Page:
Dr. Iqbal is Clinical Director, Central New York Psychiatric Center, Auburn Satellite Mental Health Unit, New York, Clinical Assistant Professor, Department of Psychiatry at SUNY Upstate Medical University, Syracuse, New York.
Abstract: Chlorpromazine, haloperidol, fluphenazine, clozapine, risperidone, quetiapine, olanzapine, ziprasidone, and aripiprazole are antipsychotics commonly used in psychiatric medicine. Approximately one third of pregnant women with psychotic symptoms use antipsychotics at least once. This review will discuss the effects of antipsychotic use during pregnancy and lactation on the fetus and infant.Although adequate and well-controlled studies have not been done in any one of these antipsychotic drugs, animal studies have revealed evidence of teratogenic or embryo/fetotoxic effects in all of them. Toxicities include skeletal malformations, central nervous system (CNS) defects, cleft palate, cardiac abnormalities, decreased fetal growth, and fetal death. For example, in pregnant women, congenital malformations and perinatal death have been reported with chlorpromazine use. Both chlorpromazine and fluphenazine in monotherapy have been shown to cause extrapyramidal symptoms and respiratory distress in infants born to mothers treated with these medications. Haloperidol use during pregnancy has been linked to severe limb reduction defects.Effects of antipsychotic use in lactating mothers are mostly unknown. However, the use of chlorpromazine has been reported to result in drowsiness and lethargy in breastfed infants. Additionally, clozapine has been reported to cause sedation, decreased suckling, restlessness, irritability, seizures, and cardiovascular instability of infants were also reported with clozapine use in lactating mother. Use of antipsychotic drugs by pregnant and lactating mother may only be justified if the potential benefit outweighs the potential risk to the fetus.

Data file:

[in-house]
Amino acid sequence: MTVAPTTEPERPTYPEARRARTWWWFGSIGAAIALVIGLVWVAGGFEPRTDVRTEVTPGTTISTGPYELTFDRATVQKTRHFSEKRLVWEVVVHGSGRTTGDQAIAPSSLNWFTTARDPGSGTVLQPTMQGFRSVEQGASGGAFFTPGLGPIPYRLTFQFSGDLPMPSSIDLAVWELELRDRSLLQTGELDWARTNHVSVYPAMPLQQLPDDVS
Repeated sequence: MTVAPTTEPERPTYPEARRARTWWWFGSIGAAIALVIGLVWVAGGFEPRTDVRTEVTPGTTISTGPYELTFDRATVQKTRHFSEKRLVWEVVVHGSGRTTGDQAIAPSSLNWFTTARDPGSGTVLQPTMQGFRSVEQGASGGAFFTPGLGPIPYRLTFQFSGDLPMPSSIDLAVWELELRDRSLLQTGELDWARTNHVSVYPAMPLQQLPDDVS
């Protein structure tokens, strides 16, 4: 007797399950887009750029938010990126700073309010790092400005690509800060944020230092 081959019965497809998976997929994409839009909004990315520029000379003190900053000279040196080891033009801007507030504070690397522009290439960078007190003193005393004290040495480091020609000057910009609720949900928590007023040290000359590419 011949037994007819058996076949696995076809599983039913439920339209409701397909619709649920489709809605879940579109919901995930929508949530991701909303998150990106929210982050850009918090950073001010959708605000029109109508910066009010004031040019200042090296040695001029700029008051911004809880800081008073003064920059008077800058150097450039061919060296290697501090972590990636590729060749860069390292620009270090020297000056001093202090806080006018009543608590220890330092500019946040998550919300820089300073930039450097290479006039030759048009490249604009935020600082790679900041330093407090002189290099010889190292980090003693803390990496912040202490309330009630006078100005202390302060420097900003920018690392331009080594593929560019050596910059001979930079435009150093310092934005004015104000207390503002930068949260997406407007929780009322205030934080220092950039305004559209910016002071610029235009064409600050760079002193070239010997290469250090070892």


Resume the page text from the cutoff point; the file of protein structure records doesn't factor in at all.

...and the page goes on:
"Antipsychotics During Pregnancy--Relation to Fetal and Maternal Metabolic Effects" Robert Bodén, MD, PhD, Arch Gen Psychiatry, July 2012. Antipsychotics during pregnancy increase health risks for mother and child: A new study links antipsychotic drugs used in pregnancy to gestational diabetes. The study, published in the journal Archives of General Psychiatry, July 2012, was based on an examination of medical records of Swedish people. Records of hundreds of thousands of women who gave birth in Sweden between 2005 and 2009 provided the information.
"Maternal use of antipsychotics during pregnancy ... is associated with an increased risk of gestational diabetes," the authors wrote. "Pregnant women treated with antipsychotics should be closely monitored for gestational diabetes and deviating fetal growth."
For those women and young families considering tapering off their psychiatric drugs, Dr. Peter Breggin's new book: Psychiatric Drug Withdrawal: A Guide for Prescribers, Therapists, Patients and Their Families offers a new person-centered approach and a wealth of information on how to maximize success..